If you are a manager reading this, you might think, “on top of everything I need to do, how on Earth am I supposed to deal with that too?”. It’s a legitimate question. And, if you think that it’s mostly HR’s job to ease work-related stress, you’re right.
However, as a manager you are also responsible for your team's wellbeing. This article is not about making employees feel better, offering spa vouchers, counseling or personal development opportunities. I’m going to focus on the things that are under your control and have the power to decrease stress factors. Think of it as a plan to prevent your team members from desperately needing all I’ve mentioned above.
What is work-related stress?
According to the World Health Organization (WHO),
“Work-related stress is the response people may have when presented with work demands and pressures that are not matched to their knowledge and abilities and which challenge their ability to cope. Stress occurs in a wide range of work circumstances but is often made worse when employees feel they have little support from supervisors and colleagues, as well as little control over work processes.”
Also according to WHO, 48 percent of employees say that stress is caused by a lack of participation in decision making, while 44 percent agree that there are issues related to their supervisors.
The stress hazards identified fall into two categories:
- Work contents - monotonous tasks, lack of autonomy, no flexibility for working hours, unclear (or unfair) appraisal systems, unrealistic goals, complicated processes;
- Work context - job insecurity, unclear job requirements, negative company culture, poor communication, bad relationships with co-workers, lack of clarity on company objectives, an uneven work-life balance.
What are your team's stress factors?
The lists above are by no means exhaustive. Furthermore, the items are very general. The first thing you need to address the stress issue in your team is to find out what the most pressing stress factors are.
To do so, you’ll need to create a positive communication climate and give all assurances that people can speak their mind without fear of reprimand. Everybody is under a lot of pressure these days. There is anxiety basically pouring out of the news, social media, official communications and many people around us. It’s a globally stressful time. That's why, as a manager, you need to generate a positive (and if at all possible, relaxed) atmosphere in your team.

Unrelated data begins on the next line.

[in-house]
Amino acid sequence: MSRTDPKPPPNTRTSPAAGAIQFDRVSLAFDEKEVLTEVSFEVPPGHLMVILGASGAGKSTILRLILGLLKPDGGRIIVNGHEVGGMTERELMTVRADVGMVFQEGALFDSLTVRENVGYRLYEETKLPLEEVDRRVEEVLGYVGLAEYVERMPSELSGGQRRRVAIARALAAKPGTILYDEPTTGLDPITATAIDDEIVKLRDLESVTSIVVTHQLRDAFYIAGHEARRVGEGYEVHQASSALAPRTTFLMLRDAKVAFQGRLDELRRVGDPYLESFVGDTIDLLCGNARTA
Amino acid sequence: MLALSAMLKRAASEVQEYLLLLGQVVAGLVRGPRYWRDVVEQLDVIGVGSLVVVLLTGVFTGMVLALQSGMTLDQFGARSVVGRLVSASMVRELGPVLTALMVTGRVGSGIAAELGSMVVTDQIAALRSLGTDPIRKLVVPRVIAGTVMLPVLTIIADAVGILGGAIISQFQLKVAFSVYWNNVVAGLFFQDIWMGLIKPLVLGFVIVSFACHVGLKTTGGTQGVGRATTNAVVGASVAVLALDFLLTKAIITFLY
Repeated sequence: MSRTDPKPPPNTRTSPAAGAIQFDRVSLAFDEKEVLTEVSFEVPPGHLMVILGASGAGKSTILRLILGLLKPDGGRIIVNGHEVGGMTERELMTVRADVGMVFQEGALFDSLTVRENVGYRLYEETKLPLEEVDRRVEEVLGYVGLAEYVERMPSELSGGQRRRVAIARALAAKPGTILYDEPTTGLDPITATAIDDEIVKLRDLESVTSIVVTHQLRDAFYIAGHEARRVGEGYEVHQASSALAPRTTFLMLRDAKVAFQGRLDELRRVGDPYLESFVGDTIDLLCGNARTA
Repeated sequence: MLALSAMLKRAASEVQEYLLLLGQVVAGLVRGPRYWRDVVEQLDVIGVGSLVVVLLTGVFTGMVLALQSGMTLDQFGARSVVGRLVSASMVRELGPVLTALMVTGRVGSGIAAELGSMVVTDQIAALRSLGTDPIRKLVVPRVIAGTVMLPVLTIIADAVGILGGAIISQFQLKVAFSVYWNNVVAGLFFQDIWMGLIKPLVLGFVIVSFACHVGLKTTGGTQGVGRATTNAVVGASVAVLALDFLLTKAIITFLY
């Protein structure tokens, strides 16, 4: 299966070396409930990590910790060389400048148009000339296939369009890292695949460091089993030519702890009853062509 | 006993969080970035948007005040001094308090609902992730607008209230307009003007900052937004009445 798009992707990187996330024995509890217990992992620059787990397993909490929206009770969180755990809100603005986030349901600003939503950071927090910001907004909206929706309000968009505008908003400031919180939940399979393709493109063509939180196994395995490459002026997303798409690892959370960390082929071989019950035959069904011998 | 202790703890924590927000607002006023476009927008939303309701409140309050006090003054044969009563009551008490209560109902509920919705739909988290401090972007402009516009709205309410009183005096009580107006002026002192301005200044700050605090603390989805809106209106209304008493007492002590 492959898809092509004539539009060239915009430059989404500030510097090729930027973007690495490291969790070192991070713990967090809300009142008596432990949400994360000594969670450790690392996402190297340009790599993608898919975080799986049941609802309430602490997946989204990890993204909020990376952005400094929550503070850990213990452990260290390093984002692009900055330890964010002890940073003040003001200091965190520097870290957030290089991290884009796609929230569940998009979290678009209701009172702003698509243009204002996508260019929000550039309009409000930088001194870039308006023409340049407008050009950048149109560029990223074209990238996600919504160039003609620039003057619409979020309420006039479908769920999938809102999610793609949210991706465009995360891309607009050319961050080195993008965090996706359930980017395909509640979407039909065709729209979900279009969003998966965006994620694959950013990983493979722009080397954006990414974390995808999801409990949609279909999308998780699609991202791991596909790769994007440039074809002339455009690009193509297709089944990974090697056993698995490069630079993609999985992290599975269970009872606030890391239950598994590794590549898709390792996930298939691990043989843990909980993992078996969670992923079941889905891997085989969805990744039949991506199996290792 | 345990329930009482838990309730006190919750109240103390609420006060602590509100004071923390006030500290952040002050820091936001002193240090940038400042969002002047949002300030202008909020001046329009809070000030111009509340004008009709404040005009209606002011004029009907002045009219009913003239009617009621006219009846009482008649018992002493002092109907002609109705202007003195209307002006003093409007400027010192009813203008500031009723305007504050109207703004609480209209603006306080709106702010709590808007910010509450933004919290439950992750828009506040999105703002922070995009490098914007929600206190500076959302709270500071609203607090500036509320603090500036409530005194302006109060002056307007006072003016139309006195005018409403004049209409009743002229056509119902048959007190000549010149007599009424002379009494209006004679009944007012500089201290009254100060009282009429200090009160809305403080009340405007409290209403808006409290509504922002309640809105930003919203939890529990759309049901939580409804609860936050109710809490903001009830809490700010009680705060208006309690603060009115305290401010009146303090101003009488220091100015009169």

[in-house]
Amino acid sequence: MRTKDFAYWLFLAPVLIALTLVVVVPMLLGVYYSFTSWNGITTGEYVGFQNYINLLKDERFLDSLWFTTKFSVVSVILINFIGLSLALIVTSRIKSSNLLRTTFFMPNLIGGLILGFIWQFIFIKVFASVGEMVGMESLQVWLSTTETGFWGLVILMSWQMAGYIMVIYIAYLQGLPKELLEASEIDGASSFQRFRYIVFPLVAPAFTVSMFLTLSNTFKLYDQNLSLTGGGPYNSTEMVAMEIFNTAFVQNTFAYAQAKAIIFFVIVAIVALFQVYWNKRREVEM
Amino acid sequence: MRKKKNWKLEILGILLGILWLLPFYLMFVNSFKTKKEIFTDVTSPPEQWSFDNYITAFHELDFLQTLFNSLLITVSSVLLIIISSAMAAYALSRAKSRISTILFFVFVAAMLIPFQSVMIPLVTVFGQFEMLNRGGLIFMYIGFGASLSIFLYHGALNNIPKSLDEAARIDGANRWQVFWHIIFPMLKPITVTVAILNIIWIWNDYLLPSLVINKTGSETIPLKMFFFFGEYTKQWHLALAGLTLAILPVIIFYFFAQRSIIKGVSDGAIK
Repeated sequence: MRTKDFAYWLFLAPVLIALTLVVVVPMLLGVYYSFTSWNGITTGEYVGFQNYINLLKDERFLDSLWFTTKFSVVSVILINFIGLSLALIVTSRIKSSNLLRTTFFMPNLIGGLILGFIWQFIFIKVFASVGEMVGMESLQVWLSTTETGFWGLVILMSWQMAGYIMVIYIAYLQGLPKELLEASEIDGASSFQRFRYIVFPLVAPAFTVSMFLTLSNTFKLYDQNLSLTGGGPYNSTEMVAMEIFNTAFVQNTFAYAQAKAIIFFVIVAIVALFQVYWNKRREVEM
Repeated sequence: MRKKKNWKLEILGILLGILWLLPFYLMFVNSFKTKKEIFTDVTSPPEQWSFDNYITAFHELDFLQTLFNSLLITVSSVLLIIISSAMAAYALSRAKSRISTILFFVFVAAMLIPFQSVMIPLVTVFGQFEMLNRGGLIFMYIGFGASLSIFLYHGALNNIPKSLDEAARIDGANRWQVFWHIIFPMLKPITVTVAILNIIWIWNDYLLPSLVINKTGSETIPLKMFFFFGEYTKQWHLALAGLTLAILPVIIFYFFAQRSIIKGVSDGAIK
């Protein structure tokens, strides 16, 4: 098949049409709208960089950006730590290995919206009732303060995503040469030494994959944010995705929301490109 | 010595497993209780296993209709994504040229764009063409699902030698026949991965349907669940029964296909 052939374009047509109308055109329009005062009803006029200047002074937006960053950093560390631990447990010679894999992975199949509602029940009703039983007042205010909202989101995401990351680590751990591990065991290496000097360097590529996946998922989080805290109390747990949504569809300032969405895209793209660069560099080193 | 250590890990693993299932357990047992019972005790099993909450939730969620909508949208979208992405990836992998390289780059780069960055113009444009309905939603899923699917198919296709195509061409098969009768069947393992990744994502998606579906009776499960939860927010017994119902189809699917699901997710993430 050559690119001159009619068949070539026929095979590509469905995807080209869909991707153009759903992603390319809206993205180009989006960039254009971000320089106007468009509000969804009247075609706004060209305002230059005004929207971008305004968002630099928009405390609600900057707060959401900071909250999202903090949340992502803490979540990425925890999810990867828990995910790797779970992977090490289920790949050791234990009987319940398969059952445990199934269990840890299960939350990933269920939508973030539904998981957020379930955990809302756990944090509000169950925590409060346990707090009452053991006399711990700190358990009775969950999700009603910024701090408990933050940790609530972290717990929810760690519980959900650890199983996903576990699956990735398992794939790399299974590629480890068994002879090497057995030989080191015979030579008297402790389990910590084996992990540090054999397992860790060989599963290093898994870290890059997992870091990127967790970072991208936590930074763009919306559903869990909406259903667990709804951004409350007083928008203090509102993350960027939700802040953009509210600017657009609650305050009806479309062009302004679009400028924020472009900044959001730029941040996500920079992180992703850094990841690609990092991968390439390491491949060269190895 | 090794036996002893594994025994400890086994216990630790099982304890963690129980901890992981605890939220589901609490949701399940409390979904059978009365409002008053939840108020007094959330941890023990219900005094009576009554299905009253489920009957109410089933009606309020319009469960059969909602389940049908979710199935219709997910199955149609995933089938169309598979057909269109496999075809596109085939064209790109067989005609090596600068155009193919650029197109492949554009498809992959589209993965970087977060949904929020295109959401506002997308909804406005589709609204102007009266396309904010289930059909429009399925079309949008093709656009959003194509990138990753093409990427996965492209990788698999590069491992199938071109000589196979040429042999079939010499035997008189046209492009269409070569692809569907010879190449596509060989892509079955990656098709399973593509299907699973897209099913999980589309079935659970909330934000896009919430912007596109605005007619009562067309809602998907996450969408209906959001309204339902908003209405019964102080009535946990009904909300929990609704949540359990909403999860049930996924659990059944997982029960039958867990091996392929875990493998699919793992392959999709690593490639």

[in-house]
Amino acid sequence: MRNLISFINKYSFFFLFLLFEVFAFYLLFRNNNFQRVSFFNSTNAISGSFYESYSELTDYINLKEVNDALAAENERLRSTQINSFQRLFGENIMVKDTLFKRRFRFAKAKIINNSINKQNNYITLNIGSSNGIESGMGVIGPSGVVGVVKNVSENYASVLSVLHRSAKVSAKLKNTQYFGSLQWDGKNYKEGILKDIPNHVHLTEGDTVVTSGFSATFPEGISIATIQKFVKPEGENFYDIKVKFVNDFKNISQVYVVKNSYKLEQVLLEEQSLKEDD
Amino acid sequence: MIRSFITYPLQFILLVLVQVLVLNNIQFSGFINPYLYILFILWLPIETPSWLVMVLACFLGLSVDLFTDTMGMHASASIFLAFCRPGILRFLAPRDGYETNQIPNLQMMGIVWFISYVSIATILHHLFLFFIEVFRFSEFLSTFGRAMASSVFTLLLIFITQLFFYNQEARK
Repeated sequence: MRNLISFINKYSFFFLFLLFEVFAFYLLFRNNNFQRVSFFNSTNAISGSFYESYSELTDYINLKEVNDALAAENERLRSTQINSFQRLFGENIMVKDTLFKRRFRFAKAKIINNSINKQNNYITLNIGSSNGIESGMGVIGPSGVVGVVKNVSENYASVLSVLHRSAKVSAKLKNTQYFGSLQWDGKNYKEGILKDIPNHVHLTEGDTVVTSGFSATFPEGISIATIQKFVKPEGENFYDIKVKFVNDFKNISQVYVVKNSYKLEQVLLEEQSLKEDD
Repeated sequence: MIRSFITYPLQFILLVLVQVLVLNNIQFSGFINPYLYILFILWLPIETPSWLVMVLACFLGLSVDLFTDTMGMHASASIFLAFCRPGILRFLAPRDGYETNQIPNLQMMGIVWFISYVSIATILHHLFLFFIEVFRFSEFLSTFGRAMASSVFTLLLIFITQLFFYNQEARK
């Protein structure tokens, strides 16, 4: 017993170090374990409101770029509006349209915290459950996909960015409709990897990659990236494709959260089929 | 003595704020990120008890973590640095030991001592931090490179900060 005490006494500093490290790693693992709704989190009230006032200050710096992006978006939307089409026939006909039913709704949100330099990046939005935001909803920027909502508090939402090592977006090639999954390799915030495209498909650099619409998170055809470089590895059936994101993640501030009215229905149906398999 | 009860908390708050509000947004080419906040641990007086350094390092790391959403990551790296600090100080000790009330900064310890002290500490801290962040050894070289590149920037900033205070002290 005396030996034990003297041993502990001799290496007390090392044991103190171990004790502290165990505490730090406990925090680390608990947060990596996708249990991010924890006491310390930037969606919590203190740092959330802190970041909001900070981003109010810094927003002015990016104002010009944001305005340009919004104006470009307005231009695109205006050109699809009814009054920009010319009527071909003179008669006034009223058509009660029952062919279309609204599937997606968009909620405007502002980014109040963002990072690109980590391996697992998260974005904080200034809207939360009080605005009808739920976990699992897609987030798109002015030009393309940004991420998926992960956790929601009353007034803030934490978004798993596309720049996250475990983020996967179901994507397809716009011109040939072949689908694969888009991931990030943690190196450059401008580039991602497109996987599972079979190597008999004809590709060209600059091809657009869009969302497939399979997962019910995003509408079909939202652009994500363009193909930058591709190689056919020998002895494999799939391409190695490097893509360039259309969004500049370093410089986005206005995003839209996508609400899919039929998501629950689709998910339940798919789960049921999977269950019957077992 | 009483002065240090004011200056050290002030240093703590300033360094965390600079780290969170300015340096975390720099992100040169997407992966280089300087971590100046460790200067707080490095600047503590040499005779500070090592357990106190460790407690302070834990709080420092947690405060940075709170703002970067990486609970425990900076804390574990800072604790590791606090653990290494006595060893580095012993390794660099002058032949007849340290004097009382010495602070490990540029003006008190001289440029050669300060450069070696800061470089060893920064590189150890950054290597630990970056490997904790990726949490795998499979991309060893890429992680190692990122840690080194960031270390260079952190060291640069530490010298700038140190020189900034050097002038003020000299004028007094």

You can’t change what is going on in the world or what team members are exposed to, but you can create a temporary safe haven in your team. If you manage to do that, you’ll easily learn your team’s stress factors.
What can you do about it?
Once you have identified the main stress factors, you’ll probably find some you can easily fix, and some you’ll have to take to higher management. They’ll also be some that neither you nor other executives can solve.
The first step is to fix what you can. If your team members fear for their job security, for instance, give them assurances that it’s not an issue (if that’s the reality).
As for the items you are unsure about or know for a fact you can’t address, it’s important to communicate that to your team. It’s essential to be forward and honest as a lot of stress comes from uncertainty. Putting things on the table, as they are, may not solve them, but at least people will know where they stand and that they can count on you to trust them enough to tell them the truth — even when it’s not what they would like to hear. Building trust is the first step towards alleviating the harmful effects of work-related stress.
What can you give team members?
The short answer is: what they need to have an easier time reaching their objectives. The needs may include flexible hours, encouragement of self-direction or learning opportunities so they can master essential skills.
Furthermore, many times you’ll find that what employees really lack are the tools and resources to facilitate their jobs. Take a look at your processes, assess the efficacy of the systems in place, and decide what’s to be kept and what needs an upgrade.
For instance, a big automotive company had significant issues with a car assembly line. Employees simply could not be as efficient as management required, and frustration levels were high. On closer analysis, they found that one type of adhesive needed to be kept in a special metal container. The workers had to go back and forth to get tiny amounts of it. Once they got special small containers that held the adhesive and could be attached to their wrists, productivity skyrocketed.
It’s not always going to be as easy as that, but I’m sure I’ve made my point.
What can you do for yourself?
Managers often place so much focus on what they can do for their team that they lose sight of the importance of seeing to themselves. Repeat the process I’ve described above: figure out the stress factors, look at them with clarity, and decide what you can fix and what you have to accept. Try to identify the tools you’ll need to deal with everything better.
Whether it’s self-care, learning opportunities or some specific tools, reach for them. There’s a wise saying that goes, “you can’t pour from an empty cup,” and it’s highly applicable for managers, especially in today’s troubling times.
Work-related stress is not new, nor will it simply disappear if you address it. Ignoring it, however, has the potential of bringing about catastrophic results. It’s important to look at what your team is concerned about, have an honest talk and provide the right tools for the job. It’s also essential to manage your own work-related stress.